We are all pawns of the markets—and that’s a fact.

This statement might conjure up images of stock market gyrations akin to roller coasters riding waves of market prices in some Lovecraftian horror, but this is an overly simplistic conclusion. Everything has a price, whether it’s the groceries we buy or the retirement plans we run. Prices go up; prices go down. As fiduciaries, plan sponsors have been tasked by the Department of Labor to ascertain reasonableness on the fees they pay to service providers. But there’s the problem: In an environment of evolving fee structures, technological capabilities, and scalability, how does a fiduciary satisfy their duty to prudent cost management? How does one value service?

John Ludwig

Sometimes this task feels like a gambit between the swindler and the fool. But there are ways.

Benchmarking, for example, involves using a third party pricing-data aggregator that compares the costs of similar plans with similar services to percentile groupings. A concise report informs plan sponsors about where they stand in the marketplace. The problem with this method is that it may not completely be an apples-to-apples type comparison. Plan complexity or services outside the norm may explain being on the higher end of the peer group.

The next method is more involved: the Request for Proposal (RFP). Here, a fiduciary requests proposals from a number of service providers, often including the incumbent, and is able to break down the specific needs of their plan. As a result, plan sponsors must not only have a good grasp on the services that their organizations, participants, and plans require, but also how to divine those service providers that are capable of effectively providing those needed services. This is obviously easier said than done. Those utilizing RFPs and service quotes must do their due diligence to understand a service provider’s processes and procedures—from start to finish. An RFP is an opportunity to break down the services offered by vendor, and get a good grasp of the value they hold in the marketplace. However, don’t be fooled by a value trap. You don’t have to choose the cheapest option, but the most prudent one. Sometimes, cheap is cheap for a reason.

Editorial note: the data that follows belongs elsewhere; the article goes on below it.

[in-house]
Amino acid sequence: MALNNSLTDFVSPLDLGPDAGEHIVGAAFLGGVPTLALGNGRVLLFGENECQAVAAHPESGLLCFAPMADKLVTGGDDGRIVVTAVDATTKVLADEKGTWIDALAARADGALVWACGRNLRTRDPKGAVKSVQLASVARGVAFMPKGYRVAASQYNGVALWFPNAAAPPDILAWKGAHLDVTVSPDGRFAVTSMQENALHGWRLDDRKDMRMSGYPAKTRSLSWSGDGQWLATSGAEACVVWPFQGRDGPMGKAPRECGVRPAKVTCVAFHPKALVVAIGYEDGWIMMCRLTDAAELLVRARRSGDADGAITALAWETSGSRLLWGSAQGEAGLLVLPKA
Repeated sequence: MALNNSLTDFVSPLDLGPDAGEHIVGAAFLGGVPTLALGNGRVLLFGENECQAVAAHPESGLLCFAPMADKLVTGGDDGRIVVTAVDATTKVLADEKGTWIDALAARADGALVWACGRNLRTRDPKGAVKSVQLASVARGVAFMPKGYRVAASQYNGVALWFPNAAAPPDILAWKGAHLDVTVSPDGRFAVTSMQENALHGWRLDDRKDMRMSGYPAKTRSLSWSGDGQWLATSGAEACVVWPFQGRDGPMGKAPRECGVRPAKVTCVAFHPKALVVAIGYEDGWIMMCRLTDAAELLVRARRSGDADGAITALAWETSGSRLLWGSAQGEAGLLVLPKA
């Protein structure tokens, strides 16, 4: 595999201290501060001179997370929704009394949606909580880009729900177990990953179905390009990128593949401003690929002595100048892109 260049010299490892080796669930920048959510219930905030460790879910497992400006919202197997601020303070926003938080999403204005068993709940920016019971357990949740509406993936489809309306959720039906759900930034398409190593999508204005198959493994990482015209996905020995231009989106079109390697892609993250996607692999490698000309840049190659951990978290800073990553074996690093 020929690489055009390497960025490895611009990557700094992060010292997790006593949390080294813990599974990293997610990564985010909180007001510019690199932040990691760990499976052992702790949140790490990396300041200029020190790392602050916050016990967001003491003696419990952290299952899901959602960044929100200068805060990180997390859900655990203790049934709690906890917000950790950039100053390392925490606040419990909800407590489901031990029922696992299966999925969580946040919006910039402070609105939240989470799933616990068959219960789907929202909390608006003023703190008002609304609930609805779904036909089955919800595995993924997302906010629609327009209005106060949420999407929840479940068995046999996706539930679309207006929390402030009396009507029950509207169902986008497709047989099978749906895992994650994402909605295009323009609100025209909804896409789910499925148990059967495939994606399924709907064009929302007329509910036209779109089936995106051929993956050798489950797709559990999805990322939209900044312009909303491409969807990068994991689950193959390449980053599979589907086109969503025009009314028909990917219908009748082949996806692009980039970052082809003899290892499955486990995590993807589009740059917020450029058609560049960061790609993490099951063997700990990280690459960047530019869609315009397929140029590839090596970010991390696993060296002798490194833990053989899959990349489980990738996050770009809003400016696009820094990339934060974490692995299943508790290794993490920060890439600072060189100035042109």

"We are all pawns of the markets—and that’s a fact."

Don’t be afraid to leverage outside industry contacts to discover procedural best practices and insights. And as always, document every decision and the rationale behind it, as well as getting any service provider promises in writing as part of their proposal.

As fiduciaries, both pricing tools are vital. And truly, they should be used as a complement to each other over time. A rule of thumb would be to benchmark annually or biannually, and send RFPs every three to five years. Always remember the end goal, however: The provider and services must align with organizational goals and participant success. Your service provider does not need to be the cheapest available, as long as you understand and can justify the fees you’re paying in relation to the services rendered, and demonstrate a prudent evaluation process.

This information was developed as a general guide to educate plan sponsors, but is not intended as authoritative guidance or tax or legal advice. Each plan has unique requirements, and you should consult your attorney or tax advisor for guidance on your specific situation. In no way does advisor assure that, by using the information provided, plan sponsor will be in compliance with ERISA regulations.

Securities and Advisory services offered through LPL Financial, a Registered Investment Advisor. Member FINRA/SIPC.

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